So, we have Rangers’ owner stating that he knew about the tax issues before he took over; that he is confident of winning the ”big” case and that they are dealing with HMRC re the “little” case despite not having sight of the paperwork.
And, at the same time, Rangers’ counsel is stating that the tax issues are in some way related to the defence of Mr Bain’s action, which includes a claim for salary not paid up till his departure in June. Do Rangers seriously intend to maintain the position that Mr Bain is due nothing?
It seems so, and aggressive statements by spokesmen and “sources close to Mr Whyte” can only be intended to try to persuade the fans, and perhaps the media, that all remains well in Ibrox.
Rangers Take on Levy & McRae Too!
I had meant to write separately about the statement issued on the Rangers website on Friday.
I reproduce it in full below.
“The remarks in The Court of Session today made by Levy & McRae with regard to their concerns about the Club’s solvency are unfounded and unwarranted and these are nothing more than scaremongering tactics. The Club is extremely disappointed and angry that this action was taken when there were categorical assurances from the Club’s lawyers that the money was on its way and it is regrettable that those assurances were not deemed sufficient by Levy & McRae.” (Emphases added)
I find this to be a remarkable statement, and a precursor to the aggressive stance taken today.
Effectively the statement accuses Levy & McRae, one of the top legal firms in Scotland, of misleading the Court of Session. Accusations of misleading a court are very serious for any lawyer, striking at the heart of their professional responsibilities. From the reports published, it does not appear that Rangers’ counsel on Friday took the opposing advocate to task in open court for these comments.
I would not be surprised if we were to see some further action, even if only a call for a retraction and apology.
Perhaps their counsel refused to make such comments – we do not know.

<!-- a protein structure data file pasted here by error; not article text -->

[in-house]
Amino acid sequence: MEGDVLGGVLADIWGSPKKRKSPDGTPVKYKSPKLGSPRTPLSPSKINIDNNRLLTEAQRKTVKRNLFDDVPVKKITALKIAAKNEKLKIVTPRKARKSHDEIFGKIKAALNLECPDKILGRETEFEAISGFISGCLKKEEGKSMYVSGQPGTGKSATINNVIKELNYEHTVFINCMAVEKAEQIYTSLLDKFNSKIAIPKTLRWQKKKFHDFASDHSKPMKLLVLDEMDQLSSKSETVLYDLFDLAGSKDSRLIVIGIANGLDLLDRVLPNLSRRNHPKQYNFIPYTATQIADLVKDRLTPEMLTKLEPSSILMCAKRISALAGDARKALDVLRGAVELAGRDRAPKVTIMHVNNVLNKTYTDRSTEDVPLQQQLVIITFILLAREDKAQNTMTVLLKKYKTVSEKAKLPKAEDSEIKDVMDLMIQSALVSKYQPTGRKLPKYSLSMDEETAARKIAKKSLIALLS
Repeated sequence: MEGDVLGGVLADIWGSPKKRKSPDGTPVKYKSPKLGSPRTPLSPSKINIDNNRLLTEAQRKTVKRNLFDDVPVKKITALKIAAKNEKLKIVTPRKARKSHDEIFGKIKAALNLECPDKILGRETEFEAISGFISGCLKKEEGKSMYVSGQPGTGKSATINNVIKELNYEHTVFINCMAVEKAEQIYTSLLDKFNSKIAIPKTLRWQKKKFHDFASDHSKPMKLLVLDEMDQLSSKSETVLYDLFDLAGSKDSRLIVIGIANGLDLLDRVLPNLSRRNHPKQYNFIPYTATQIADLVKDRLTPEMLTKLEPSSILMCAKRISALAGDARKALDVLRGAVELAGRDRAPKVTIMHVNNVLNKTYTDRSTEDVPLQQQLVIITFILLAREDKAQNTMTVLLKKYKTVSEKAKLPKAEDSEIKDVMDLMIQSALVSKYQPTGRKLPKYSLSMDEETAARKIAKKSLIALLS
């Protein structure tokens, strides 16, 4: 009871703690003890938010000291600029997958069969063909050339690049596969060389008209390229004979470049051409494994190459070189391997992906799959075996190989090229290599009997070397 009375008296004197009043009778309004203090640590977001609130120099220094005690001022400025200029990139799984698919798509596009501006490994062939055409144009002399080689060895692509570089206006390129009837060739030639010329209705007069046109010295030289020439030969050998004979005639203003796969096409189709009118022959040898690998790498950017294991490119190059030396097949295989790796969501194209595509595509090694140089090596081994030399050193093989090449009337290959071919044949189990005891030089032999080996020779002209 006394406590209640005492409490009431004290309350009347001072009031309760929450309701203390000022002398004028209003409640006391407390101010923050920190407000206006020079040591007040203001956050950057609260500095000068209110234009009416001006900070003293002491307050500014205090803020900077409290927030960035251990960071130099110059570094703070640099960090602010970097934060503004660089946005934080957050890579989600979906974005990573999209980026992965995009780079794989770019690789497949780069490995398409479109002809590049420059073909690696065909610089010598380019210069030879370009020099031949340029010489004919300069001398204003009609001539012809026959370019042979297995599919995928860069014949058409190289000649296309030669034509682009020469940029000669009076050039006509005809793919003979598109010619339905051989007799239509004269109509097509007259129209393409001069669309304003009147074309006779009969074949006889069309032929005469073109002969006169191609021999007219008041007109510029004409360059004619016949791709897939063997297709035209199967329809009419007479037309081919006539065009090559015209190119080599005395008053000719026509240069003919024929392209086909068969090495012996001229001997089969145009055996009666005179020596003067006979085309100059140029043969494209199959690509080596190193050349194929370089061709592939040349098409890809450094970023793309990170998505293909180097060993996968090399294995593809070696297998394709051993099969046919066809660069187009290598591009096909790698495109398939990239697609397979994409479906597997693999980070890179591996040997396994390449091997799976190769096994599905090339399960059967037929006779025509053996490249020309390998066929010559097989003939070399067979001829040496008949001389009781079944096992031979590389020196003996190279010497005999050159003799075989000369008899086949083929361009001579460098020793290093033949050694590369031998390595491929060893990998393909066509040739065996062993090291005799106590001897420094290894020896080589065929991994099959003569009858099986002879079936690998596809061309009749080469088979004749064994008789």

Why would they be so outspoken about their former lawyers? There is a personal element here, I am sure.
I suspect that the reason why Levy & McRae proceeded so quickly, and why they are able to represent Mr Bain, is that it was made clear to them that Mr Whyte had his own lawyers lined up to act for Rangers. As the Levy & McRae connection was therefore ended, they had no qualms in immediately pursuing what they were due and when Mr Bain came to see them, feeling entitled to act for him against their former clients with no question of conflict arising.
It seems remarkable that, in the course of five days, Rangers have publicly criticised two parties who have taken court action against them. I cannot imagine any legal adviser counselling that as a course of action.
Perhaps Rangers’ PR team have seen this as the way to go – it will only do them harm if they continue on this route. There are rules about contempt of court which restrict comment on matters which are progressing through the judicial system. It would be an ironic conclusion to this sorry saga if executives of Rangers found themselves summoned to the Court of Session to answer charges of contempt of court!
As it stands now a judge has publicly declared in court that insolvency is a possibility for Rangers. The assurances of Rangers’ counsel that there is sufficient money there were rejected. Does this bring closer the possibility of Rangers entering administration with the consequences that might bring?
Rangers right now have more important contests to win than the Old Firm game at the weekend!